It’s hard to think of a niche vehicle that’s ever gotten as much attention as the Tesla (TSLA) Model X is likely to get. Then again, most niche vehicles don’t have the hauling capability of the Model X.
Tesla needs the Model X — to be officially launched tonight — to be as much of a hit as the Model S sedan it shares a chassis with. That’s asking a lot. The Model S has won raves from owners and critics alike, earning the highest-ever score for a car from the fussy folks at Consumer Reports. It has transformed Tesla from a one-trick pony (its original car, the Roadster) into a muscular upstart able to challenge automakers that have been in business for a century or more.
But Tesla still loses money, and the Model X offers a chance for Tesla to scale up and double the offerings in its lineup from one to two. Tesla CEO Elon Musk hopes the Model X will also help Tesla double sales, to perhaps 80,000 in 2016, pulling the company closer to profitability. Some analysts think Musk’s sales goal is a stretch.
The Model X is a crossover, or car-like SUV, that uses much of the Model S hardware in a different type of package. It seats seven passengers in three rows of seats, for instance, so it can haul more kids to after-school games than the five-passenger Model S. That means moms might have a look. A minivan this is not, however; exotic features such as rear “falcon-wing” doors that open up instead of out will differentiate the Tesla from the boringmobiles other automakers offer.
As a pricey people-hauler, the Model X — which will start at around $80,000 — arrives as interest in such vehicles is cresting. Minivans have been losing market share for years, and some automakers don’t even offer them any more. Instead, car buyers want cooler-looking SUVs and crossovers that are nearly as spacious inside. The Model X seems custom-ordered for them.
Money? Not a problem, not at the upper end of the market, anyway. Sales of luxury, full-size SUVs are up 12% so far this year, compared with just 3.8% for auto sales as a whole. Low interest rates and cheap financing clearly help, but so does the broader economic recovery, since some top-end buyers pay in cash.
The problem for Tesla is that electric cars aren’t as buzzy as they were a couple years ago. There’s one obvious explanation for that: gas prices are the lowest since early 2009, when the global recession was still depressing commodity prices. The average price of regular gas is about $2.30 per gallon, according to the AAA motor club, and in a few states it has fallen below $2. A year ago, gas prices averaged $3.40; two years ago they averaged $3.50.
If you’re able to pony up $80,000 or more for a car, you probably don’t care about gas prices. But cheap gas has reversed the whole trend toward thriftier cars. When gas prices hit $4 per gallon in 2008, dealers couldn’t stock enough hybrids and other high-mileage vehicles. Sales of large sedans and SUVs plummeted, contributing to the bankruptcy of General Motors (GM) and Chrysler (FCAU) and the near-bankruptcy of Ford (F).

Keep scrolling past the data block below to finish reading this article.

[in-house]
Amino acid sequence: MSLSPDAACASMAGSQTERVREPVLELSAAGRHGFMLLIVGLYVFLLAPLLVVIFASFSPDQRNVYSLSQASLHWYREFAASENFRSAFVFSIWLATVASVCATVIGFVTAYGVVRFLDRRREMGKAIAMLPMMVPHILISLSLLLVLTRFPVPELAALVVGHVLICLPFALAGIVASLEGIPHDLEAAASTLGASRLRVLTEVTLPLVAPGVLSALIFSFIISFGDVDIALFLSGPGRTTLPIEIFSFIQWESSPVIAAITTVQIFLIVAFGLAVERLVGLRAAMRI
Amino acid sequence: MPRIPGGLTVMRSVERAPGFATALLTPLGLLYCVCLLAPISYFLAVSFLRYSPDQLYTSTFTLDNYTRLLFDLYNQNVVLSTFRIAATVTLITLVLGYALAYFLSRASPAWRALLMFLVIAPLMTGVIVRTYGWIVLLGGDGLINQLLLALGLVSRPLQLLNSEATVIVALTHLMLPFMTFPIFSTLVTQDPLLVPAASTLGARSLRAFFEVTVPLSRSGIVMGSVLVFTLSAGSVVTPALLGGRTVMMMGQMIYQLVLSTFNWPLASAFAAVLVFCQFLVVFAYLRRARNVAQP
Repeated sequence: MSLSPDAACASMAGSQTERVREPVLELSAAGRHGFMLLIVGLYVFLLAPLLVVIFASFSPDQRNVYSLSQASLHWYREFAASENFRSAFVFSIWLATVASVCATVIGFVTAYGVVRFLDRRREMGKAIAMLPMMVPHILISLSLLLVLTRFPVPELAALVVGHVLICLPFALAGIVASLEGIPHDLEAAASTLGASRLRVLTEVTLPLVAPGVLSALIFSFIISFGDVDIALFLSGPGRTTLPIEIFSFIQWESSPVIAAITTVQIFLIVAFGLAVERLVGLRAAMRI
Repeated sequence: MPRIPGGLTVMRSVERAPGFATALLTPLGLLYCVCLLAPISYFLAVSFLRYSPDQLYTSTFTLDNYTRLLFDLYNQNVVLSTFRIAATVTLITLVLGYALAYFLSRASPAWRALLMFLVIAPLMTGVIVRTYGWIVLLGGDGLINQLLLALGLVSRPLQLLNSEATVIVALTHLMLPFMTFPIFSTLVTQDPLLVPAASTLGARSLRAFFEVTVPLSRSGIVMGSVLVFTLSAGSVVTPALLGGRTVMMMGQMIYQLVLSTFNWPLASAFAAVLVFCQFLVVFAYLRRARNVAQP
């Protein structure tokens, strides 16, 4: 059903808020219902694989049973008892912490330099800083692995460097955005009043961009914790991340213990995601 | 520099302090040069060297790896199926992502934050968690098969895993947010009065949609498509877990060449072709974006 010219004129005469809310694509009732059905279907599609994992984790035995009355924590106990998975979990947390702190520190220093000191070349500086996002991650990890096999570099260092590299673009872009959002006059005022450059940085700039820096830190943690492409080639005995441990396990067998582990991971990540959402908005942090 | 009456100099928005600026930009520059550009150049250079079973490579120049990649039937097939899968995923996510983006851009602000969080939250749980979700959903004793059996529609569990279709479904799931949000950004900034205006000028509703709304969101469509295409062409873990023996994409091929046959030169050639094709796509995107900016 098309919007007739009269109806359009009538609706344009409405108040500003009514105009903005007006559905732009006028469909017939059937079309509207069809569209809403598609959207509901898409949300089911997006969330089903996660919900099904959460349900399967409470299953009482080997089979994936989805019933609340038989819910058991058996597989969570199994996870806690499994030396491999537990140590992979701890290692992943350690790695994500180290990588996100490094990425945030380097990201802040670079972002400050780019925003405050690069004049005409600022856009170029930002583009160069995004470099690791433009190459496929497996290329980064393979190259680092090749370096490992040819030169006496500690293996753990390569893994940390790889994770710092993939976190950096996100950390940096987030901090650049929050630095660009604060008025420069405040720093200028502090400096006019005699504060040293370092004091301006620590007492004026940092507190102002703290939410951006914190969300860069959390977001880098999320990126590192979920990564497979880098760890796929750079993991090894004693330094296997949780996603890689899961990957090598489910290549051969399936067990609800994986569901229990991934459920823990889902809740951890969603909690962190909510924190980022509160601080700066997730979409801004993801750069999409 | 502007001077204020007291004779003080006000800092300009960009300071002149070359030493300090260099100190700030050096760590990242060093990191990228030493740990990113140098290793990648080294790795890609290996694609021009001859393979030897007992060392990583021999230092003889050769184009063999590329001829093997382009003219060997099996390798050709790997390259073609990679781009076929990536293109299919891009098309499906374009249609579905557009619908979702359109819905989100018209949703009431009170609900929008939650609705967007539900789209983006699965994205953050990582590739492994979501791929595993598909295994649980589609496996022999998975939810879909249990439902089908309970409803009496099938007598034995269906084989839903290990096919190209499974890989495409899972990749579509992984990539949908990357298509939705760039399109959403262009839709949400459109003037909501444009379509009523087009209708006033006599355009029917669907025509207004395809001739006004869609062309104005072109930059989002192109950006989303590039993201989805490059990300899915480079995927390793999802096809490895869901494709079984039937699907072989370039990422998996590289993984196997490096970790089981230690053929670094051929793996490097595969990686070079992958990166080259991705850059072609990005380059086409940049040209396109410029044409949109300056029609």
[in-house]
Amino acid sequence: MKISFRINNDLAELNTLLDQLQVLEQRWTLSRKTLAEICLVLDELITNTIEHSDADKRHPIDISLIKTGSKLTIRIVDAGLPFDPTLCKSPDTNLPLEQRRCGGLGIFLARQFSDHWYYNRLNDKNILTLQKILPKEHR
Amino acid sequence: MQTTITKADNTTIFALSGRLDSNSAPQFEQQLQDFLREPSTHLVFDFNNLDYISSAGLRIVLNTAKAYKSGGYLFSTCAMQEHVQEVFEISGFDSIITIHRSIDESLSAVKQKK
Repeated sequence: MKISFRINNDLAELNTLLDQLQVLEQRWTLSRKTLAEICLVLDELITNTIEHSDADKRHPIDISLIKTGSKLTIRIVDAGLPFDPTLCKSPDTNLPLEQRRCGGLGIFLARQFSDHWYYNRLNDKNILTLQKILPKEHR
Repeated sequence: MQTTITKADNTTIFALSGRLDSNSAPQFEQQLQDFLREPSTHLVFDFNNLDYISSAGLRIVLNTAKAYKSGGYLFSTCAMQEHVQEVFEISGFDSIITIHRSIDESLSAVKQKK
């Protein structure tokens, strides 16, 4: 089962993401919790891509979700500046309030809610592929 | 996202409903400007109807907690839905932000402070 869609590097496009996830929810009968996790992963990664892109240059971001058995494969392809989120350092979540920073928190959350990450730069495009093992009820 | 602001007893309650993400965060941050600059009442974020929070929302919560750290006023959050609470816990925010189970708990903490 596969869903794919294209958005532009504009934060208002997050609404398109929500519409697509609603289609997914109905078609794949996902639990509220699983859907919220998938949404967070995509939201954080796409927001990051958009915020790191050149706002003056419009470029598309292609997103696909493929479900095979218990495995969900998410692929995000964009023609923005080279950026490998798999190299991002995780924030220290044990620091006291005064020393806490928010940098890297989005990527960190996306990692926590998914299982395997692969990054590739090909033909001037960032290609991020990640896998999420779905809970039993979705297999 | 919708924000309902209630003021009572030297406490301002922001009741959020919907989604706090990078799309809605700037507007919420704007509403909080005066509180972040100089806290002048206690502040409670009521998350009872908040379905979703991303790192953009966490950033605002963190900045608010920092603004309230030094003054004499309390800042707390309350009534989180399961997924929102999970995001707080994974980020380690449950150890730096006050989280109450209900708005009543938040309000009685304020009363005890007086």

It’s now the Revenge of the Gas Guzzlers. Sales of full-size SUVs such as the Chevrolet Tahoe are up 6% this year, while sales of midsized SUVs such as the Honda Pilot are up 10%. Total market share for electric vehicles, or EVs, peaked at about 0.6% in 2013, falling back to about 0.4% ever since, according to research site TrueCar.com. Part of the reason for the drop is the aging of early EVs such as the Chevrolet Volt and Nissan Leaf, which are due to be upgraded soon. At the same time, however, EVs have been proliferating, with most automakers rolling out at least one duriung the last few years. And many cities have been building charging infrastructure to accomodate EVs.
Maybe none of this will matter to Tesla or its buyers. The Model X may end up having strong appeal to buyers who simply want to cut their carbon footprint, or who are wowed by its performance. Still, it’s likely that Tesla will cannibalize some of its own buyers, by selling a Model X to people who might otherwise have bought a Model S.
Tesla’s Model 3, supposedly arriving in 2018, will be a more important vehicle than the Model X, anyway. The Model 3 will be Tesla’s “mainstream” car, a full electric with a starting price of around $35,000. At that level, buyers will be much more likely to do the math and gauge the tradeoffs between gas-powered models that generally cost less than electrics and can be fueled quickly, and an EV that’s likely to cost considerably more unless gas prices skyrocket (and electricity costs don’t).
Since the Model 3 will be targeting a different buyer than the Model S or X — and a lot more of them — the price of gas will remain a crucial variable affecting Tesla’s future. The Model X, meanwhile, will test whether Tesla can find signficantly more buyers in the same price range as its other offering. Cheap gas surely doesn’t help.
Rick Newman’s latest book is Liberty for All: A Manifesto for Reclaiming Financial and Political Freedom. Follow him on Twitter: @rickjnewman.
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